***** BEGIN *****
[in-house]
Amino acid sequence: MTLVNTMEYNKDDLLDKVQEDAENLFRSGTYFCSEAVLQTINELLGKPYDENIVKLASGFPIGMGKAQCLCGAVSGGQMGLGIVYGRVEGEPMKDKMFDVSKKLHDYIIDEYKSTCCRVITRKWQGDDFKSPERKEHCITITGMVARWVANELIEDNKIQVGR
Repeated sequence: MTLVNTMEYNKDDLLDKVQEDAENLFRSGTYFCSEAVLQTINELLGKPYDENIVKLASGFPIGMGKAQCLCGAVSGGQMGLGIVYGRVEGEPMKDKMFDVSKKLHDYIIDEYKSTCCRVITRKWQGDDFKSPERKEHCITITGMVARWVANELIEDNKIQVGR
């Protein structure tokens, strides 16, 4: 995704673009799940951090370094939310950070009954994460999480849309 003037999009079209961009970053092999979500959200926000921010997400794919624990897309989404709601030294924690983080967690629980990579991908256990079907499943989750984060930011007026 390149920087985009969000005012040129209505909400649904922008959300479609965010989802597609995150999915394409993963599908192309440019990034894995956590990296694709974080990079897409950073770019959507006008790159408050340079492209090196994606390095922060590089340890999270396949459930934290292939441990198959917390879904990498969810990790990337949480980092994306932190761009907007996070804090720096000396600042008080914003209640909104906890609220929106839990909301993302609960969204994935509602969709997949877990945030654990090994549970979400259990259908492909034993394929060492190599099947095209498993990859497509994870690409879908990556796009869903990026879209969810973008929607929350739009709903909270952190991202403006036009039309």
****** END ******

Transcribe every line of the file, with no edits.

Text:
[in-house]
Amino acid sequence: MTLVNTMEYNKDDLLDKVQEDAENLFRSGTYFCSEAVLQTINELLGKPYDENIVKLASGFPIGMGKAQCLCGAVSGGQMGLGIVYGRVEGEPMKDKMFDVSKKLHDYIIDEYKSTCCRVITRKWQGDDFKSPERKEHCITITGMVARWVANELIEDNKIQVGR
Repeated sequence: MTLVNTMEYNKDDLLDKVQEDAENLFRSGTYFCSEAVLQTINELLGKPYDENIVKLASGFPIGMGKAQCLCGAVSGGQMGLGIVYGRVEGEPMKDKMFDVSKKLHDYIIDEYKSTCCRVITRKWQGDDFKSPERKEHCITITGMVARWVANELIEDNKIQVGR
């Protein structure tokens, strides 16, 4: 995704673009799940951090370094939310950070009954994460999480849309 003037999009079209961009970053092999979500959200926000921010997400794919624990897309989404709601030294924690983080967690629980990579991908256990079907499943989750984060930011007026 390149920087985009969000005012040129209505909400649904922008959300479609965010989802597609995150999915394409993963599908192309440019990034894995956590990296694709974080990079897409950073770019959507006008790159408050340079492209090196994606390095922060590089340890999270396949459930934290292939441990198959917390879904990498969810990790990337949480980092994306932190761009907007996070804090720096000396600042008080914003209640909104906890609220929106839990909301993302609960969204994935509602969709997949877990945030654990090994549970979400259990259908492909034993394929060492190599099947095209498993990859497509994870690409879908990556796009869903990026879209969810973008929607929350739009709903909270952190991202403006036009039309």